It is a fact of life that big countries want to maintain and expand their sphere of influence, because that, they believe, can create the biggest benefits for themselves.
We see this with the EU where Germany and France use their size and power to dominate he rest of the EU or their greatest advantage. The Common Agricultural Policy and soft policies on polluting car emissions are 2 good examples. The US is also following policies aimed at protecting their interests like claiming that climate change is not happening, investing in coal mining and fracking, pulling out of the Iran nuclear agreement, and claiming that important multinational organisations are bad. Russia, for its part, pursues an energy export policy like Nordstream 2 to increase its sphere of influence.
The list is actually really long, but the impact on small countries like Finland are generally indirect and often rather insignificant. There is very little we can do about them because we are so small so we make do to minimise their impact. But now there is one power play from China that is causing some disconcerting activities here in Finland.
There is talk about an undersea tunnel that is being proposed between Helsinki and Tallinn. This, like the UK/French Channel Tunnel, has been discussed for decades. It is a hugely expensive project that requires years of planning and years of building. The construction risks are massive and the risks of budget overruns are huge. Even optimistic plans mean that it will take many decades for the repayment of construction costs. Do not even think about what will probably happen with costs if problems emerge!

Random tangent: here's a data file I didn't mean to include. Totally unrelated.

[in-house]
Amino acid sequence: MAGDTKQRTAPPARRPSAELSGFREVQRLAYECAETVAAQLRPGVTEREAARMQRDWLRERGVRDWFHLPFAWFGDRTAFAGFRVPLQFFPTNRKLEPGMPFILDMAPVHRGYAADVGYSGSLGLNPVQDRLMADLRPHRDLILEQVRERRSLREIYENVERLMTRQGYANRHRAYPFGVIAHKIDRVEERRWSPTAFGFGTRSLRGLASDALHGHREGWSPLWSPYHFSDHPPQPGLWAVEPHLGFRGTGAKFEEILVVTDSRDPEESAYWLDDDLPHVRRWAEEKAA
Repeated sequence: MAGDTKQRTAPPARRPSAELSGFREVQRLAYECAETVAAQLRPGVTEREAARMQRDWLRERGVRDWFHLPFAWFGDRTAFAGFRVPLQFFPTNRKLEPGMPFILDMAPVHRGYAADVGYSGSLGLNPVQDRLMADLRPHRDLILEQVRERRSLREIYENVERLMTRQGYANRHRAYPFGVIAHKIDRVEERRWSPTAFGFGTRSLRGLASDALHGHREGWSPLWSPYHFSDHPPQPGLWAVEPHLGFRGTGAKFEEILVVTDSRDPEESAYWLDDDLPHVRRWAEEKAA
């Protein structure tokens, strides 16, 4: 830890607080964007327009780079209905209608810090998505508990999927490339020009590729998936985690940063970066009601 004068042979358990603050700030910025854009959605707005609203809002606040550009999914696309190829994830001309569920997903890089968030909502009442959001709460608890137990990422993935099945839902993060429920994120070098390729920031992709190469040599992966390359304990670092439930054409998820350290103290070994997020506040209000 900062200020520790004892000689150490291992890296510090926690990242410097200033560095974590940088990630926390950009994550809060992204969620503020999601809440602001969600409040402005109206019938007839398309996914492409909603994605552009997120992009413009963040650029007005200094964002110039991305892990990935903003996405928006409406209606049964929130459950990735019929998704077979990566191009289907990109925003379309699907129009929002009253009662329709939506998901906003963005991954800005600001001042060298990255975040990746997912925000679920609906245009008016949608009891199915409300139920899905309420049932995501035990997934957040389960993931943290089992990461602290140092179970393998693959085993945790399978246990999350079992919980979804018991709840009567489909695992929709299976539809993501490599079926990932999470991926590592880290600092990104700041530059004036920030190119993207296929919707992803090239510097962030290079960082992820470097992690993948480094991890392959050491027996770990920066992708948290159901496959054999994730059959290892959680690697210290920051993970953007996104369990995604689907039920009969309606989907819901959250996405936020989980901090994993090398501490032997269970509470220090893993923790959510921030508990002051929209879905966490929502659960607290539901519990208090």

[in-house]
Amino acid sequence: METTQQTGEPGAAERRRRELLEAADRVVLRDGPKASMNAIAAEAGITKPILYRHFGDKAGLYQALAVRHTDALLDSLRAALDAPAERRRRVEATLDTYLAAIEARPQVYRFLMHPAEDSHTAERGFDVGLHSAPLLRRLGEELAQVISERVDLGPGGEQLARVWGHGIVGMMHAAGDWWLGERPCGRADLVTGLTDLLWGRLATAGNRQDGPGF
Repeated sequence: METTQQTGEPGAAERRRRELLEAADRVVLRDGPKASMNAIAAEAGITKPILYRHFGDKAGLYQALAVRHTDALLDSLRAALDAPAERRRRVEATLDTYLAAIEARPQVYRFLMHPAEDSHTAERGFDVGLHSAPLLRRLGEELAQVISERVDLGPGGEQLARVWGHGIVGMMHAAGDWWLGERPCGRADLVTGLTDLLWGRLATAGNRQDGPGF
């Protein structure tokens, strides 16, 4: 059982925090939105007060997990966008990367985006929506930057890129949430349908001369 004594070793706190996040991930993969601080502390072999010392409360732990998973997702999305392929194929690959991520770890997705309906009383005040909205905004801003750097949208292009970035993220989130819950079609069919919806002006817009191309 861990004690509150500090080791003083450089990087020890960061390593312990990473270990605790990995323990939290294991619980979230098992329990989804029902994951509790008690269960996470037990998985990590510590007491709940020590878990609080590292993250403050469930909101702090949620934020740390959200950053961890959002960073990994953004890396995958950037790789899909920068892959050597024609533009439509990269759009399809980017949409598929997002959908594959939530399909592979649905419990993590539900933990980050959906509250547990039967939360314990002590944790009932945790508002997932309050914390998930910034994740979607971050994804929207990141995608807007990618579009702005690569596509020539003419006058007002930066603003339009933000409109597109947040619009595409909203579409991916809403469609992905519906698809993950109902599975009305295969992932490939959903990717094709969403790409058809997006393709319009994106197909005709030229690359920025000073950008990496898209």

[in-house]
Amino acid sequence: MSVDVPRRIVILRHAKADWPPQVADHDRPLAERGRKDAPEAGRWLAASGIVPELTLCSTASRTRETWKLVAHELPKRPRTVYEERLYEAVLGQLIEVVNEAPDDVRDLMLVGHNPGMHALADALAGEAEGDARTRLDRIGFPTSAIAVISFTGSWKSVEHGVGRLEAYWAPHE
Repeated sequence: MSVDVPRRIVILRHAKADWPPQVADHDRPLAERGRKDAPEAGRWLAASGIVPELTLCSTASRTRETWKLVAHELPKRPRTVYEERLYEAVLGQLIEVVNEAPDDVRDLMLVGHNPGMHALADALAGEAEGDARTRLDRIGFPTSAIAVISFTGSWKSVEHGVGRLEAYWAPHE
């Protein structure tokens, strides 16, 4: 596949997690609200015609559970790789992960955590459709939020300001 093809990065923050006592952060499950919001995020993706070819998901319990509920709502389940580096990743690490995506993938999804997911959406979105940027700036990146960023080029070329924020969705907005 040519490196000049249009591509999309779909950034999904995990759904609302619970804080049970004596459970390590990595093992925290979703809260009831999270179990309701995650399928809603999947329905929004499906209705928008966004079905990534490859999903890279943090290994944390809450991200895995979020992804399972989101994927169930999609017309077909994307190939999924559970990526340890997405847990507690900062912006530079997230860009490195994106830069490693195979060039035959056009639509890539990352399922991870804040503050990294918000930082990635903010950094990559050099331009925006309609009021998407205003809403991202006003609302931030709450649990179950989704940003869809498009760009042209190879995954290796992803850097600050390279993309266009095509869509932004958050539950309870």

You should recall that the Channel Tunnel was a financial failure that cost the French and British governments dearly. Banks and investors lost incredible amounts of money.
Huge projects like this can only and should only be backed and financed by those governments directly involved. Private capital never enters into open agreements to dig these tunnels at a fixed cost. Private companies can never finance such contracts without state support, and no third party government will undertake such a project unless they have full protection from the 2 governments involved on both sides of the tunnel. Even the EIB requires state guarantees for financing such projects. Your correspondent was working for the French government-owned bank in the 1980’s and knows this to be the case. He has also been involved in dozens of other such projects after that in over 20 different countries.
At the moment there are 2 groups who are considering to construct this Finnish/Estonian rail tunnel. The Finnish and Estonian governments have one plan and the Chinese government is offering another plan to finance and build the tunnel.
The Chinese government is represented by a young man who used to be a marketing director at Rovio Entertainment the company that brought us Angry Birds. He was also involved in Slush. He has no past experience with banking, big infrastructure investment projects or with their financing.
The Chinese are well-known for using big infrastructure projects to gain political power and influence. We have seen such activities in Europe, Africa, South America and in Asia and there is nothing about their offer for this project that is more attractive than our own sources of financing and construction knowhow.
We can get cheaper financing and we have great engineering knowhow. Do not believe a word about cheaper Chinese financing or faster project management. It is naive to believe that they are here to give us a better “deal”.
Let’s be clear, China is a fine country with massive resources, but there is nothing that they can offer on such projects that will reduce our risks or reduce our costs.